Effective Online Writing

n this week’s blog I’m supposed to write about teaching writing online. I could regale you with student success stories from my online course. I could point to the ever popular Turn It In, a must-have for the savvy college comp professor on the vigilant trail of plagiarism. Nope. Not gonna do it.

Instead I want to share with you some insightful tips for using social media effectively and watching what you write. Social media is writing online, among a few other things both savory and salacious, but we’re not going there. No no, gentle reader. We’re going to the heart of the pithy post, the terrific Tweet, and the sensational status update: respect for and knowledge of the audience. That, and a bit of fun, after the break.

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These kids today–an opportunity for transformation of consciousness

In his 2009 Wired article on the “New Literacy” Clive Thomson warns us that “As the school year begins, be ready to hear pundits fretting once again about how kids today can’t write—and technology is to blame.” Indeed, this perennial lament was echoed on January 18th of this year as AP educational writer Eric Gorski wrote that “A study of more than 2,300 undergraduates found 45 percent of students show no significant improvement in the key measures of critical thinking, complex reasoning and writing by the end of their sophomore years.” The blame for this performance, however, is not lain at the feet of technology. One reason the article cites is that students simply aren’t required to write or read enough.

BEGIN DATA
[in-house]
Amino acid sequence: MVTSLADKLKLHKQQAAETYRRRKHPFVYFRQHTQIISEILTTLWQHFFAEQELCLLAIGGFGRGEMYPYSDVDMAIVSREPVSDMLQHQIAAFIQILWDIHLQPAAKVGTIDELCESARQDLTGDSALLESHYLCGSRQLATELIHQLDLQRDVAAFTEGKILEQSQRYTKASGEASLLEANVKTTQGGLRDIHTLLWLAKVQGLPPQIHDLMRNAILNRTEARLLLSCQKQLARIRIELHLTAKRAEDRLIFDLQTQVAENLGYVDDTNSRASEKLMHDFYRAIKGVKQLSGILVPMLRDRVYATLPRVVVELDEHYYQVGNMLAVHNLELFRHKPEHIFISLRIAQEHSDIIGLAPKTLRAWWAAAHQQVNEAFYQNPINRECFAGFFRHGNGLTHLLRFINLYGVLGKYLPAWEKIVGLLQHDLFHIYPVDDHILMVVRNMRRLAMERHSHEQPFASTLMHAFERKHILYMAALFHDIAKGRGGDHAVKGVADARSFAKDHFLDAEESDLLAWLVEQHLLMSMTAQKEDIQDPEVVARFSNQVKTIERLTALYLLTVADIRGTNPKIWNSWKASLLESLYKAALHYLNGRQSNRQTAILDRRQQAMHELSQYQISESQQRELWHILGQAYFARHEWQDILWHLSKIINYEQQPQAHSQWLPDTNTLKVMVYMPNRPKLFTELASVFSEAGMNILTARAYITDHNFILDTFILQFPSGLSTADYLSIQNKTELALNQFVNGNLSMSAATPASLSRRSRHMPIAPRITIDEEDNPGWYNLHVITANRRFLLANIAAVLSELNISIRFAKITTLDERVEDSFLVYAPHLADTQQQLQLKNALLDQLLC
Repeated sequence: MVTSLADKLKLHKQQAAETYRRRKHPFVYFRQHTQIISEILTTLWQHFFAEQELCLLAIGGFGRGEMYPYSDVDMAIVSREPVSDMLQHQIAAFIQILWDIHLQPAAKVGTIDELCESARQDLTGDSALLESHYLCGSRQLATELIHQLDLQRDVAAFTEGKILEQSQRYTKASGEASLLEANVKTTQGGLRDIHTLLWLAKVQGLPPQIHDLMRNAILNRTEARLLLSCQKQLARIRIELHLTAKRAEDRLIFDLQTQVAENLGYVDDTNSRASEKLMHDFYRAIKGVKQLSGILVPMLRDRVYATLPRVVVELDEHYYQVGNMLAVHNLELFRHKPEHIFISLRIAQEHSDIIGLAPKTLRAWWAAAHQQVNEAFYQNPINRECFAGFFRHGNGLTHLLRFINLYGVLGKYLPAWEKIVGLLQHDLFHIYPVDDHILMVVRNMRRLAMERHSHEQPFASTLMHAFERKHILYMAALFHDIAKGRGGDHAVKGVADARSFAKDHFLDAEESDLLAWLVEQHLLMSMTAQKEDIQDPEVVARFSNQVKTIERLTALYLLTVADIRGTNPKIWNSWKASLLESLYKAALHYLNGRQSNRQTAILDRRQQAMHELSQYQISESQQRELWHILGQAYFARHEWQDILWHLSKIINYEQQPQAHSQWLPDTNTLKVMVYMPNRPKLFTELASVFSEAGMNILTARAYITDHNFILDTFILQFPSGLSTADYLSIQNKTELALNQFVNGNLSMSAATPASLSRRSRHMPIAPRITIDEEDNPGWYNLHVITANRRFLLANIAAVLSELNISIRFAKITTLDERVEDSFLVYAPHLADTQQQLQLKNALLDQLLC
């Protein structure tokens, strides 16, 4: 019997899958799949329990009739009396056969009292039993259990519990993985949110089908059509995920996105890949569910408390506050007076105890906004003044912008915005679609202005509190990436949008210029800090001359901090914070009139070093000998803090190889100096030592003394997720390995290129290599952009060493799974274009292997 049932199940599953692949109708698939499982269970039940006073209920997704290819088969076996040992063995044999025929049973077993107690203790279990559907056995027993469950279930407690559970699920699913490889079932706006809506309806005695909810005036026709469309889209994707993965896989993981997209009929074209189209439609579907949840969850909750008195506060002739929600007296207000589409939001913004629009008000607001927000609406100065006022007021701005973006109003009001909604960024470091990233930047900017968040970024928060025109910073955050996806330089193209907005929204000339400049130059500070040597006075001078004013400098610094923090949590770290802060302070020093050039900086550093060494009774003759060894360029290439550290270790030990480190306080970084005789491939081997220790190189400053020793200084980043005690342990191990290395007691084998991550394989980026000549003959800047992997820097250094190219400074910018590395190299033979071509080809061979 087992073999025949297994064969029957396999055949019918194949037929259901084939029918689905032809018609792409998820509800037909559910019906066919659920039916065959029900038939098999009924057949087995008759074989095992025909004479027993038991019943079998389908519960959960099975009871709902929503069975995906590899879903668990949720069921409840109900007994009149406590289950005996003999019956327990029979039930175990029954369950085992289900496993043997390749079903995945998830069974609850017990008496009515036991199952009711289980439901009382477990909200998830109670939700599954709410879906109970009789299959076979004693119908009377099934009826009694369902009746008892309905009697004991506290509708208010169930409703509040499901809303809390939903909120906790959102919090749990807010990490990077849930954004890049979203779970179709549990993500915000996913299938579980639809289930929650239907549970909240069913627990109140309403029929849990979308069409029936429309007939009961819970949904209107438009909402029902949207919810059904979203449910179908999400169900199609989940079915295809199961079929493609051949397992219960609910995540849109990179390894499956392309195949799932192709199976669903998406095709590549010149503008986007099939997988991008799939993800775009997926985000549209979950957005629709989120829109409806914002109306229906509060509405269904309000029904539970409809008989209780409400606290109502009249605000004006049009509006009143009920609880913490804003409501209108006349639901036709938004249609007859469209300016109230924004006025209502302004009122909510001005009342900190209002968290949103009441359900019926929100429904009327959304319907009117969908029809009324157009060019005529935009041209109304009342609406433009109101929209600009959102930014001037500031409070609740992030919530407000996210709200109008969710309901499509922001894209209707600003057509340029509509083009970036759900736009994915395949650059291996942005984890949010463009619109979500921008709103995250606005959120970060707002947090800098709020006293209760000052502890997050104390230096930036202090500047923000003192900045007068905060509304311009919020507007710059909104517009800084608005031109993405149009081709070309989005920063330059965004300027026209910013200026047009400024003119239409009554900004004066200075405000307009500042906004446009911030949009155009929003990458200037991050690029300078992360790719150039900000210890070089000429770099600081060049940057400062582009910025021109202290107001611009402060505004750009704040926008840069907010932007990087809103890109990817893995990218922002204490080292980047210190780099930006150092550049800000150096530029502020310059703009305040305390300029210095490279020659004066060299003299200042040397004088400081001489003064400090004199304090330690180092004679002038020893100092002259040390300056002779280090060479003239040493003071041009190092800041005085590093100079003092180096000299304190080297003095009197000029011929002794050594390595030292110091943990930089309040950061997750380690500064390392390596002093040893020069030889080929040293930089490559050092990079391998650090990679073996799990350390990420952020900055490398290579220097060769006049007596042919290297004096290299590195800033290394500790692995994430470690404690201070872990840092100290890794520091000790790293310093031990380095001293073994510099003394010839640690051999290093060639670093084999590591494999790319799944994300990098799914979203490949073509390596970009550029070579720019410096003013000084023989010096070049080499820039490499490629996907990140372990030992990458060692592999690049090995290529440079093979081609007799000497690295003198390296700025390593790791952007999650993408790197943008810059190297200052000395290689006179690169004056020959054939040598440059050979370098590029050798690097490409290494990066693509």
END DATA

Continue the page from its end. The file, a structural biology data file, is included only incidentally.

According to a January 7th The New York Times article, William H. Fitzhugh has published a print journal of selected high school essays for over two decades. He makes the claim that “Most kids don’t know how to write, don’t know any history, and that’s a disgrace,” Further, he says that “Writing is the most dumbed-down subject in our schools.” According to a survey cited by Mr. Fitzhugh, 95 percent of the teachers surveyed “said assigning long research papers was important, but 8 out of 10 said they never did because they had too little time to read and grade them.” Though Mr. Fitzhugh was forced take his journal online this year, while discontinuing the print version, he apparently saw no increased opportunity in this, beyond saving money, such as reaching a wider networked and involved audience.

In his article, Thompson highlights the work of Andrea Lundsford, who in her Stanford Study of Writing found that “Of all the writing that the Stanford students did, a stunning 38 percent of it took place out of the classroom…” With web media students have found purpose and audience for their writing that classrooms have not been able to provide. However, as Will Richardson says in his book, Blogs, Wikis, Podcasts, “as is often the case, education has been slow to adapt to these new tools and potentials.”

In his article, “Writing is a Technology that Restructures Thought,” Walter J. Ong writes that “Technologies are not mere exterior aids but also interior transformations of consciousness, and never more than when they affect the word.” As well as making interior transformations, networked media is forging transformations of social conceptions of how students learn and build knowledge. If we accept that writing elevates consciousness by holding a mirror to thought process, we can also understand that this close examination of one’s thoughts is often met with anxiety and resistance. But just as the printing press provided a greatly expanded audience for those with a purpose for communicating, students now inhabit a world where increased sense of purpose and audience bring greater enjoyment to writing. And there is an immediacy that brings language back to the realm of conversation and community. This presents great opportunity for teachers to expand upon.